Friday, January 25, 2013

The Global Race for STEM Skills

The ‘STEM One Year On’ report was launched at ...
The ‘STEM One Year On’ report (Photo credit: Northern Ireland Executive)
by Alex Katsomitros, The Observatory:

Higher education is often seen as an export industry in the developed world, but the economic crisis has exposed once again its role as a driver for economic growth.

Investment in STEM (science, technology, engineering and mathematics) disciplines is increasingly seen in the US and Europe as a means to boost innovation, particularly in manufacturing, the sector which helped Asian economies grow exponentially over the last two decades.

A debate on the importance of science education is brewing on both sides of the Atlantic but gets particularly heated when it intersects with immigration.

A 'STEM cliff' in the US

In no other country is this debate fiercer than the US. Currently, all foreign graduates are eligible to stay in the country for 29 months after they graduate. Most of them do so. According to a 2012 report by the National Science Board, two-thirds of the international students who received a PhD in a science subject in 2004 were still in the country in 2009.

Imported talent is necessary to meet increasing demand for STEM skills. According to a report by the Information Technology & Innovation Foundation in 2010, the number of STEM graduates will have to increase by 20-30% by 2016 to meet the projected growth of the US economy. 

Overall, STEM employment grew three times more than non-STEM employment over the last twelve years, and is expected to grow twice as fast by 2018.

The political establishment and the business community have acknowledged the need to import international talent. In a rare moment of bipartisan agreement, the House of Representatives passed the STEM Jobs Act 2012 in November.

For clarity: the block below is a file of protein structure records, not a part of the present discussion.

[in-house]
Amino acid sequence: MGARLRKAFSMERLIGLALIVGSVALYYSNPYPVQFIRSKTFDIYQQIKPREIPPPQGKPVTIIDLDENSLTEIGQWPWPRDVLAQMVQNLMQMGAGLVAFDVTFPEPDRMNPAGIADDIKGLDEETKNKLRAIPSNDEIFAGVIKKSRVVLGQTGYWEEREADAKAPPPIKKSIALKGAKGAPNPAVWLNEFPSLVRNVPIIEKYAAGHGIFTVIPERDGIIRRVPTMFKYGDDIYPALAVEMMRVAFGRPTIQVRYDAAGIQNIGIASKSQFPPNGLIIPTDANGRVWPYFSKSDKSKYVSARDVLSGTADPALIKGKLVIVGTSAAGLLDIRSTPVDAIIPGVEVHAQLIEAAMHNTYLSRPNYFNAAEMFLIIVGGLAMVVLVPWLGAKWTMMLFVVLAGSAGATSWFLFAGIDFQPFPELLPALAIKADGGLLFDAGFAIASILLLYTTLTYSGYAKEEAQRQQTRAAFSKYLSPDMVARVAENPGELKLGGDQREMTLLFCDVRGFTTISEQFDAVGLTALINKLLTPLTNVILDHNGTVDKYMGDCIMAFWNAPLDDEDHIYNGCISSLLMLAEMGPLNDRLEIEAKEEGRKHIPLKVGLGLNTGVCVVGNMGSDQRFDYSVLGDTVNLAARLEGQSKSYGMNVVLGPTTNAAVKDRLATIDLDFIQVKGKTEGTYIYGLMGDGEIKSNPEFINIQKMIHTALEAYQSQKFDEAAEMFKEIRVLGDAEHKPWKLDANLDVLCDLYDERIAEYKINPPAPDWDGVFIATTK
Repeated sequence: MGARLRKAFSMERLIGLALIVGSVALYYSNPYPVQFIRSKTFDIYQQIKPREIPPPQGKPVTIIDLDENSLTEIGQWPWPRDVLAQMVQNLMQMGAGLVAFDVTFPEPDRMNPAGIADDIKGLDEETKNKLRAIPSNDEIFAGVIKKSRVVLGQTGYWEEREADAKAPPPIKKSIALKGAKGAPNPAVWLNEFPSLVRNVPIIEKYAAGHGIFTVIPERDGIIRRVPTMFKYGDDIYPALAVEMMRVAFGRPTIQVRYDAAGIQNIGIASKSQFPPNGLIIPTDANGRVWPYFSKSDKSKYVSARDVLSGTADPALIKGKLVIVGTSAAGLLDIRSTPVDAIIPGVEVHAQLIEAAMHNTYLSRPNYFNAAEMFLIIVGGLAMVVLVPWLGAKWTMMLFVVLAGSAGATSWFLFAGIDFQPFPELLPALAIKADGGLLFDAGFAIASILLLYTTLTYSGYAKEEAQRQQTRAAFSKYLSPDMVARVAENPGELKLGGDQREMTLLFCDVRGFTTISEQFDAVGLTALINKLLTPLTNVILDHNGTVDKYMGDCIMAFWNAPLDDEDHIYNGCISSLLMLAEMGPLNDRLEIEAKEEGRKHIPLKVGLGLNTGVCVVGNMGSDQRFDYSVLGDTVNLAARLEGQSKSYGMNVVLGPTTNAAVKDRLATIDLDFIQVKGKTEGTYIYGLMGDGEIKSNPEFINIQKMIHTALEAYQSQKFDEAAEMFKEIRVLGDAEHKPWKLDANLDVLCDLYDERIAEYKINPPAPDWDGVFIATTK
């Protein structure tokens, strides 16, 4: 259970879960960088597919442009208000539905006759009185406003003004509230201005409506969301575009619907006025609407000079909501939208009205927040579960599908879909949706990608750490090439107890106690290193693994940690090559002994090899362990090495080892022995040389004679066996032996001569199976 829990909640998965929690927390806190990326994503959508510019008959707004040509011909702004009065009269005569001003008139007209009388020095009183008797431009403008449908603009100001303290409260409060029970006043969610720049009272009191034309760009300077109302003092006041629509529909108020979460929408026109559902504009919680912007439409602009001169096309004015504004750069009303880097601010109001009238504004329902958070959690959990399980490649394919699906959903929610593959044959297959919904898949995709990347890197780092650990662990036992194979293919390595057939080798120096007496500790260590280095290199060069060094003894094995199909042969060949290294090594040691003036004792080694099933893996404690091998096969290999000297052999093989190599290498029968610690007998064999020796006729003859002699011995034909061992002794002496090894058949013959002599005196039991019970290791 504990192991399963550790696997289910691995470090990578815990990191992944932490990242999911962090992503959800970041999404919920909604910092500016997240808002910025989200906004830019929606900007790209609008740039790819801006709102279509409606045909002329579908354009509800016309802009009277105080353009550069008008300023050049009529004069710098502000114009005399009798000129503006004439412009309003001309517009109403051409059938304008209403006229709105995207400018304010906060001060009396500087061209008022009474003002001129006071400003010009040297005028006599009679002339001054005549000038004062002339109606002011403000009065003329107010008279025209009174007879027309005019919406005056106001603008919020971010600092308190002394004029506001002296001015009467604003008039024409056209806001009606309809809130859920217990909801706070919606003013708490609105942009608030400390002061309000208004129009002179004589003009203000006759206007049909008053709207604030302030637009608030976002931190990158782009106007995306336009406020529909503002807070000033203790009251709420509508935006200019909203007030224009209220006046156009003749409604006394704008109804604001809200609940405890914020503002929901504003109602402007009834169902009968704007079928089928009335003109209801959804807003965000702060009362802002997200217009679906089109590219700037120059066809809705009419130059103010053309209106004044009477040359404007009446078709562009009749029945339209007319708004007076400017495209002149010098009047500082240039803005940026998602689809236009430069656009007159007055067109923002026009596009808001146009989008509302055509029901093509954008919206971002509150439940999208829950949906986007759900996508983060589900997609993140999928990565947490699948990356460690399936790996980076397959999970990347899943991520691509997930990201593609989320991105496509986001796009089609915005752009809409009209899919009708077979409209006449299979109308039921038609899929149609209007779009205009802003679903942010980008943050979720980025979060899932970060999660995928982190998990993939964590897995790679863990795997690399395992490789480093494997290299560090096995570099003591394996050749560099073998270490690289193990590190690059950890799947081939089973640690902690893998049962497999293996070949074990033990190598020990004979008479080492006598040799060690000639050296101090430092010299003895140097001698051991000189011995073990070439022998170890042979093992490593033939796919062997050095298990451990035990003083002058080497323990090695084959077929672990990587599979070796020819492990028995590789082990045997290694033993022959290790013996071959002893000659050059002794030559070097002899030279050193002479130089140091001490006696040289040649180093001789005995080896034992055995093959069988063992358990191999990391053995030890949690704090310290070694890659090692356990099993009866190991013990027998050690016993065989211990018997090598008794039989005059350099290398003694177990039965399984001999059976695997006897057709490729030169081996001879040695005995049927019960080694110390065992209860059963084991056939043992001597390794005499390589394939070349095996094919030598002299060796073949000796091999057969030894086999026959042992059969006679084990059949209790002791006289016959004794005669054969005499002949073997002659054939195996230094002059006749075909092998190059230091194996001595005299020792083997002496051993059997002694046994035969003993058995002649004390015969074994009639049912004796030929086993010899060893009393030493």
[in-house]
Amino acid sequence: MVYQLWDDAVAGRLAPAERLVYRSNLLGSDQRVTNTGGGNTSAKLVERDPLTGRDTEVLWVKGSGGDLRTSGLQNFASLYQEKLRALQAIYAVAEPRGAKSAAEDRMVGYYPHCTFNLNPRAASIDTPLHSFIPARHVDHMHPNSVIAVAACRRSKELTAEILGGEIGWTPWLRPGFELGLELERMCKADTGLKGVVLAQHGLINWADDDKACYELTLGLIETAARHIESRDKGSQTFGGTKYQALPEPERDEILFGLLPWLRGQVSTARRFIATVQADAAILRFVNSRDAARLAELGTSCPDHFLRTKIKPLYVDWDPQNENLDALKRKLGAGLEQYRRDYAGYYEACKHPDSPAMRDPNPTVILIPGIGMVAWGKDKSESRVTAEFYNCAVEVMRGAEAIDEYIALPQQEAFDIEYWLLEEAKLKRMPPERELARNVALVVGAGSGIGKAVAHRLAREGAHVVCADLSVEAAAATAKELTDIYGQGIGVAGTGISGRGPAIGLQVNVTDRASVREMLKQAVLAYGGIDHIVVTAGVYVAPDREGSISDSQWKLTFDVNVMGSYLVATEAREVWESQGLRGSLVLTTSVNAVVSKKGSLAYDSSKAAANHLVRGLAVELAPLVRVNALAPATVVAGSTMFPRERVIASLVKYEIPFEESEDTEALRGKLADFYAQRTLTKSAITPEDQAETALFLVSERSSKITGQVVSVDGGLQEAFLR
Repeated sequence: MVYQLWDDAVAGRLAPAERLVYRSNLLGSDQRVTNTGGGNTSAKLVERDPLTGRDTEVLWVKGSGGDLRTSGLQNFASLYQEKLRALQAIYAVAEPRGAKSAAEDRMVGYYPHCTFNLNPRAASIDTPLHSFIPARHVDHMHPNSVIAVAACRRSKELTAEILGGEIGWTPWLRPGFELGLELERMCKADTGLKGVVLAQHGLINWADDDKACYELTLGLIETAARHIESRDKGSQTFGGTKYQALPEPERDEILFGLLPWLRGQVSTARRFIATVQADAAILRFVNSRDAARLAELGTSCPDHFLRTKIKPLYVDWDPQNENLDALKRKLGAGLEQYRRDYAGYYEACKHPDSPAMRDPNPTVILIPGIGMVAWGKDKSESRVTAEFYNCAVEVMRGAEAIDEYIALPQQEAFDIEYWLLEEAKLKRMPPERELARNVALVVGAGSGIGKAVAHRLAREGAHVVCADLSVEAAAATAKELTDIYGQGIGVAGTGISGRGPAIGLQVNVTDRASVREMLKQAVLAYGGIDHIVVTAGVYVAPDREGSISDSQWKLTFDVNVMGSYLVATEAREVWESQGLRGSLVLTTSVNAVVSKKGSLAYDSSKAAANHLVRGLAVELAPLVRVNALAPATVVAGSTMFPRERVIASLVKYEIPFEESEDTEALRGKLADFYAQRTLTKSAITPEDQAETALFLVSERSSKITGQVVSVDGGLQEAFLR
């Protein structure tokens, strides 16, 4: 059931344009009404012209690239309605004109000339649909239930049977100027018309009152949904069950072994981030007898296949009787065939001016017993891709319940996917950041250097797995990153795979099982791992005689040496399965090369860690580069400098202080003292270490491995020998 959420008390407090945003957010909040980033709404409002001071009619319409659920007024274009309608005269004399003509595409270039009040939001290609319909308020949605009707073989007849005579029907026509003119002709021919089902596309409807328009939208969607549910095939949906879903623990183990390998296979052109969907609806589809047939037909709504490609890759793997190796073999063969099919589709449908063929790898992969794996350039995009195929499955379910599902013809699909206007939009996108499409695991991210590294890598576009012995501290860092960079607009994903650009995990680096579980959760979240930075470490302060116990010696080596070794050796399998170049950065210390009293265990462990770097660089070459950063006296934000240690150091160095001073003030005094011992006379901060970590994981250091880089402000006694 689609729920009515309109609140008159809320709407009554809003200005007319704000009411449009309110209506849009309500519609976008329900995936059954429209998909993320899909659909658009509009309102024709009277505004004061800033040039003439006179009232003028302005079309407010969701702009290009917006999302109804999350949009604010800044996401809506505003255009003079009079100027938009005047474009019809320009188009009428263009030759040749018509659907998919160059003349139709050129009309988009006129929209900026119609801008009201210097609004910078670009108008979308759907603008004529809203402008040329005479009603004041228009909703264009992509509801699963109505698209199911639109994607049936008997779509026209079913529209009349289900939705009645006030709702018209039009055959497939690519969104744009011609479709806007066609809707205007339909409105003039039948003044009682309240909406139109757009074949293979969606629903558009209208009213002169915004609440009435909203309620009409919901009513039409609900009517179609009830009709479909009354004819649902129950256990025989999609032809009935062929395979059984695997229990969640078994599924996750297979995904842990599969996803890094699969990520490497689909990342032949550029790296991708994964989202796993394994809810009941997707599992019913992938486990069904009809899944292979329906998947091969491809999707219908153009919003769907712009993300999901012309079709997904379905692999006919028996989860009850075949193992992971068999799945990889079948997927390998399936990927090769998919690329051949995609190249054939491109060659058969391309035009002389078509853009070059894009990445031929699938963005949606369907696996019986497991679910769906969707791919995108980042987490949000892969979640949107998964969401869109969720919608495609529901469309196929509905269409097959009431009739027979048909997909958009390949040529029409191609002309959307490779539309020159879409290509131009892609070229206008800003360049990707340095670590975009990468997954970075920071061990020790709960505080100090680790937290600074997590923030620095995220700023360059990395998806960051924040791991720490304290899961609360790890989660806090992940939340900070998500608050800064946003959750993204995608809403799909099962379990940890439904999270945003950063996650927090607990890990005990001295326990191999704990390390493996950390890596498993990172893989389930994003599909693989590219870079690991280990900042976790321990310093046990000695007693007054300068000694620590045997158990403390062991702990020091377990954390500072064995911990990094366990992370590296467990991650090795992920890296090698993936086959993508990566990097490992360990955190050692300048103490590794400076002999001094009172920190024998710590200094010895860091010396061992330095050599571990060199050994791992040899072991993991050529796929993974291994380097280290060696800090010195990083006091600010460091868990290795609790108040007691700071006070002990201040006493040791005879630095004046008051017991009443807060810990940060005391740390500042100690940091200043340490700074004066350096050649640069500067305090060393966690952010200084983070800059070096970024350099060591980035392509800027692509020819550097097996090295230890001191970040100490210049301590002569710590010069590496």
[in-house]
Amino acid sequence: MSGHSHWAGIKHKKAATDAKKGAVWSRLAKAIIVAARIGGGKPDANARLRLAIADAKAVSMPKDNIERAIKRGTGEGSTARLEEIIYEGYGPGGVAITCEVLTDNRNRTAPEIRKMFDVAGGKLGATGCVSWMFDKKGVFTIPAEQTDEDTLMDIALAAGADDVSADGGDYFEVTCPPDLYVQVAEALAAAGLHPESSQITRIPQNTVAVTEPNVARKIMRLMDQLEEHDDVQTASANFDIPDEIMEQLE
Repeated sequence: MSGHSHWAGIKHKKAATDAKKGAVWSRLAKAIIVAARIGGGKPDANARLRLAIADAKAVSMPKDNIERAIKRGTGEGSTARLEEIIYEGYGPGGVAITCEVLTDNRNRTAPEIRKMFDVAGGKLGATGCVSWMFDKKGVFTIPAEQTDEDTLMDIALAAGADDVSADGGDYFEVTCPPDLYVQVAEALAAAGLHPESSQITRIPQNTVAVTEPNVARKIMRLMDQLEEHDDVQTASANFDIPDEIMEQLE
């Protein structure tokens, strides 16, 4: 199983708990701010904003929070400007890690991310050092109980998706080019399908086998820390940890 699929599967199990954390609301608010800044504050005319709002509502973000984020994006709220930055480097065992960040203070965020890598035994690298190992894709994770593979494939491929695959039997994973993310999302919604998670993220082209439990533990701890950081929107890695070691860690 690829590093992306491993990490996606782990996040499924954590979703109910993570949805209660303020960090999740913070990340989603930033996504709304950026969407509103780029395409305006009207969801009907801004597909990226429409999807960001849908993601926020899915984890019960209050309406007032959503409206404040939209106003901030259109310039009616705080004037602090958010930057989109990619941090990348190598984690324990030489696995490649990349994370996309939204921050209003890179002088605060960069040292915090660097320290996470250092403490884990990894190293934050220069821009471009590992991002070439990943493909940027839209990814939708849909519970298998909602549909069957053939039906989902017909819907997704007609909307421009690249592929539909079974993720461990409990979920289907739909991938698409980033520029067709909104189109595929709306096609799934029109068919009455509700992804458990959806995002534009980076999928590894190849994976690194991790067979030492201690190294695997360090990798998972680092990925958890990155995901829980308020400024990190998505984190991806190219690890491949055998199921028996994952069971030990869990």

It was later blocked by the Senate, but is expected to be reintroduced in amended form in 2013. This piece of legislation will make 55,000 visas available to immigrants who hold PhDs and Master's degrees in STEM fields from US universities, thereby exempting them from immigration quotas.

Both Barack Obama and Mitt Romney supported the Act during their campaigns, recognising that foreign STEM students are job-creators. A recent University of California-Berkeley and Duke University study found that 25% of engineering and tech companies set up in the US between 1995 and 2005 had at least one foreign-born founder. 

The benefits to US workers are obvious. According to a 2011 report by the American Enterprise Institute and the Partnership for a New American Economy, every foreign-born worker with a STEM degree creates an average 2.6 extra jobs for native-born workers.

These numbers do not convince the anti-immigration lobby, which claims that the import of skilled labour suppresses wages, thereby disincentivising STEM graduates from seeking careers in these fields. It also encourages high school students to apply for degrees in other subjects, such as law and business. 

More than anything else, anti-immigration groups claim that foreign STEM graduates returning to their home countries steal from America the valuable skills that are necessary in the global race for innovation.

Enhanced by Zemanta

No comments:

Post a Comment